Snippet Location

Set the source key to the folder where you keep your Markdown snippets. Optionally adjust the extension setting if you use an extension other than md (e.g. markdown or txt).

Other Options

The all setting determines how Snibbets handles files containing multiple snippets. If all is true, then it will always display every snippet in the selected file. If false, it will offer a menu and let you choose which snippet to display. You can use --all on the command line to just enable this once.

By default, Snibbets displays only the code from each snippet (and optionally block quotes, see below). If you set all_notes to true, then the full content of each snippet containing a code block will be returned, allowing you to see additional notes on the command line. This can be toggled at runtime with --notes or --no-notes.

The copy setting determines whether the output is copied to the clipboard in addition to being displayed on STDOUT. This is the equivalent of running snibbets QUERY | pbcopy (macOS) or snibbets QUERY | xclip (Linux). This can be enabled for just one run with --copy on the command line. Setting it to true in the config will copy to the clipboard every time a snippet is displayed. On Mac this will work automatically, on Windows/Linux you may need to install xclip or xsel.

The editor setting is used to open the config file, and to open snippets for editing when using the --edit flag. This setting can be any command line utility (code, subl, vim, nano, etc.), or on macOS it can be an application name (BBEdit, VS Code, etc.) or a bundle identifier (com.sublimetext.4,, etc.). If no editor is set, then the file will be opened by whatever the system default is (using open on macOS, start on Windows, or xdg-openon Linux).

The include_blockquotes setting determines whether blockquotes are included in the output. By default, Snibbets removes everything other than code blocks (indented or fenced) from the output it displays. But if you want to include a note that you’ll see on the command line, you can put it in a block quote by preceding each line you want to preserve with a right angle bracket (>).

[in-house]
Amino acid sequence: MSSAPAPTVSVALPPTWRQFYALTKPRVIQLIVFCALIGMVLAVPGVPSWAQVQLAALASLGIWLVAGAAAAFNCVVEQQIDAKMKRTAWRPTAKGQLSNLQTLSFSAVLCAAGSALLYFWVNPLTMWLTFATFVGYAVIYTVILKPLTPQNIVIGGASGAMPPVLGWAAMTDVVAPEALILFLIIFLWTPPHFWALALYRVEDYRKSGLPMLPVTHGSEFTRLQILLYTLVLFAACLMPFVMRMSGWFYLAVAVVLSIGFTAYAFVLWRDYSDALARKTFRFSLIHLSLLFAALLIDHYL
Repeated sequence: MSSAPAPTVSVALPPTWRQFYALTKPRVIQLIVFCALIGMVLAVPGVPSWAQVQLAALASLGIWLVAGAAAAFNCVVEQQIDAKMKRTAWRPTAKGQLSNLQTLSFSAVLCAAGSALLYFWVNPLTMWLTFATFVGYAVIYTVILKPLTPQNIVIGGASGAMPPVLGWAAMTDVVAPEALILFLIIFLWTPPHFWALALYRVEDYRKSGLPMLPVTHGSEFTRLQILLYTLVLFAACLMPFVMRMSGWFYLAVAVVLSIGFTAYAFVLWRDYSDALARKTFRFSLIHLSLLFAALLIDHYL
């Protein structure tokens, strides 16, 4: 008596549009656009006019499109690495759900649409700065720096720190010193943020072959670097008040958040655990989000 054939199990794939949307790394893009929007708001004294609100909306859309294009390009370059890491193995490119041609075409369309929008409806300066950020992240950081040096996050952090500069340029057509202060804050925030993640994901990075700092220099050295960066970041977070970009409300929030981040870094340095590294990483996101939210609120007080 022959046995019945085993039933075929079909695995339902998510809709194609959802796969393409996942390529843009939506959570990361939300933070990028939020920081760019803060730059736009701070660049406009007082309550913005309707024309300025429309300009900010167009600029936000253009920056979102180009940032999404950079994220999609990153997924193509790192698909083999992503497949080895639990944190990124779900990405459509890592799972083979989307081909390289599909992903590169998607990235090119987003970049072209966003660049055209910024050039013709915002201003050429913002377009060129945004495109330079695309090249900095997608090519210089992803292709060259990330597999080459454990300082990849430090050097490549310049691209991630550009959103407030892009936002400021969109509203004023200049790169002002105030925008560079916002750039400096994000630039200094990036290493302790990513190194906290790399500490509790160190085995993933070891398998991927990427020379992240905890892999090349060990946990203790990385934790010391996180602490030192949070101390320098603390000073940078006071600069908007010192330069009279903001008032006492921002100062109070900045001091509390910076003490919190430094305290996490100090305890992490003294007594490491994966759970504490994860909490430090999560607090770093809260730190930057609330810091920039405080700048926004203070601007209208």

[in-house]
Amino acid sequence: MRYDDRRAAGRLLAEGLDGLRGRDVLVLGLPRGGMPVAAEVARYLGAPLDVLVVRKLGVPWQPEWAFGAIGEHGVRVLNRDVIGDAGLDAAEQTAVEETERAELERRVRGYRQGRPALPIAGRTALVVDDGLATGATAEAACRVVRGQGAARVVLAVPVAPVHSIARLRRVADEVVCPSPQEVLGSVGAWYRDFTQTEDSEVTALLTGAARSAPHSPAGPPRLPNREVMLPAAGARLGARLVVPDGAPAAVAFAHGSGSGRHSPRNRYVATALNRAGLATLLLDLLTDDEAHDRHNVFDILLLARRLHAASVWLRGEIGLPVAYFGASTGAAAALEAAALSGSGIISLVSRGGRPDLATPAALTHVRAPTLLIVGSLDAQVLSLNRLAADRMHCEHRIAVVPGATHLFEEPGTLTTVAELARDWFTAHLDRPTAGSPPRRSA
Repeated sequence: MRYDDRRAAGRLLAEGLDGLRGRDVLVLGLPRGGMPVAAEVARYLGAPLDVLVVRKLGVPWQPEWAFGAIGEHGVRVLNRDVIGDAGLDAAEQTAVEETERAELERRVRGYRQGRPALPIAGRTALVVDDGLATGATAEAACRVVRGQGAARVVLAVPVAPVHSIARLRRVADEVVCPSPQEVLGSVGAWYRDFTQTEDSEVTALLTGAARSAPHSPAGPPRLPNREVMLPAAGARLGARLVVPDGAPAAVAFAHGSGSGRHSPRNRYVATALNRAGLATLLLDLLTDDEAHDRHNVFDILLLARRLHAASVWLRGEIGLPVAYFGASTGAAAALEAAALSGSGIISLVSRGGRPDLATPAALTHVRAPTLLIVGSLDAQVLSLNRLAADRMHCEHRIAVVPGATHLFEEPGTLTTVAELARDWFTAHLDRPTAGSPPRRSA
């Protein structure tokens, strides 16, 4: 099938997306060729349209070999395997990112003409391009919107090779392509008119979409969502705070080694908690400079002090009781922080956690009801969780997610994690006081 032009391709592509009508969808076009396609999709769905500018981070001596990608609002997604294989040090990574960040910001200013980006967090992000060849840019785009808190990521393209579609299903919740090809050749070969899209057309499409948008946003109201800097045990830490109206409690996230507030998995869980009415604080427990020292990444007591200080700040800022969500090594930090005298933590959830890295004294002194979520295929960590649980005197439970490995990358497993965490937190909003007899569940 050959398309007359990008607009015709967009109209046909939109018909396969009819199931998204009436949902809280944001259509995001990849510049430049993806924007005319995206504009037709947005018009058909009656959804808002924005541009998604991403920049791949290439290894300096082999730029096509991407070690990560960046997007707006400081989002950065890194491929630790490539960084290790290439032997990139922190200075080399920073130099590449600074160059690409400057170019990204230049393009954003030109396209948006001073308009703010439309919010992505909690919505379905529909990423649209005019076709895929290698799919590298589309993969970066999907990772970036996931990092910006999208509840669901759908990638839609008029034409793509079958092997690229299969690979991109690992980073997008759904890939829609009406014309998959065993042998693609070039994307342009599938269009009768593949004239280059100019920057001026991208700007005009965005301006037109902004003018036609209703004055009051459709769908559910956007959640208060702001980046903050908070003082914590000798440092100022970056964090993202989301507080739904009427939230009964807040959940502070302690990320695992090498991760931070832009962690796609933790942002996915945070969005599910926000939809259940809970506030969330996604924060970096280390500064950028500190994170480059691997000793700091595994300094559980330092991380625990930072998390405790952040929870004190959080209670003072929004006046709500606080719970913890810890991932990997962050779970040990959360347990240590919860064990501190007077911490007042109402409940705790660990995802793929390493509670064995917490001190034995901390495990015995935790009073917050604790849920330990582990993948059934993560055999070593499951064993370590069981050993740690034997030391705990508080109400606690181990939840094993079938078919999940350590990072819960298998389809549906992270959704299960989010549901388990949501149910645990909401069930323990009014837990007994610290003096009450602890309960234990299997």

The interactive setting determines whether menus will be displayed. This should generally be true, but if you want silent operation that just displays the best match automatically, set it to false.

The menus setting will determine what method is used for displaying interactive menus. If this is not set, it will be automatically determined in the order of fzf, gum, and console. You can manually choose to use one of these options over another by making it the menus setting.

The name_only key will permanently set Snibbets to only search for snippets by their filename rather than examining their contents. You can enable this at runtime using --name-only in the command.

Syntax Highlighting

The highlight key turns on syntax highlighting. This requires that either pygmentize or skylighting is available on your system (both available via package managers like Homebrew). This feature is still in development and results may be mixed. You can also set highlighter to pygments or skylight to force using one highlighter over the other.

Highlighting using Skylighting requires that your snippets be named with extra extensions defining the lexer to use. The last extension before .md (or whatever your snippet extension is set to) should be the one that the highlighter will recognize as a valid lexer, e.g. my

You can also define languages in your fenced code blocks by putting the lexer name right after the opening fence. When defining multiple snippets in one file that are of different languages, this method will ensure that each one is properly highlighted.

If you don’t use either extensions or fenced code labels with Skylighting, code won’t get highlighted.

To define a snippet as python code, for example:

class EmlServer(SMTPServer):
    no = 0
    def process_message(self, peer, mailfrom, rcpttos, data):
        filename = '%s-%d.eml' % ('%Y%m%d%H%M%S'),
        f = open(filename, 'w')

You can also define a color scheme with highlight_theme. If you’re using Pygments, run pygmentize -L styles to see available options. If you’re using Skylighting, you can reference any theme in the KDE repository. Skylighting themes are included in Snibbets and can be referenced by their filename without .theme, or you can install your own themes and reference them with a full path. (I recommend nord when using Sylighting.)

You can turn highlighting on or off for a single run using --highlight or --no-highlight. Syntax highlighting definitely affects copyable output, so it’s automatically disabled when piping/redirecting output. When using --copy, the code sent to the clipboard is not highlighted.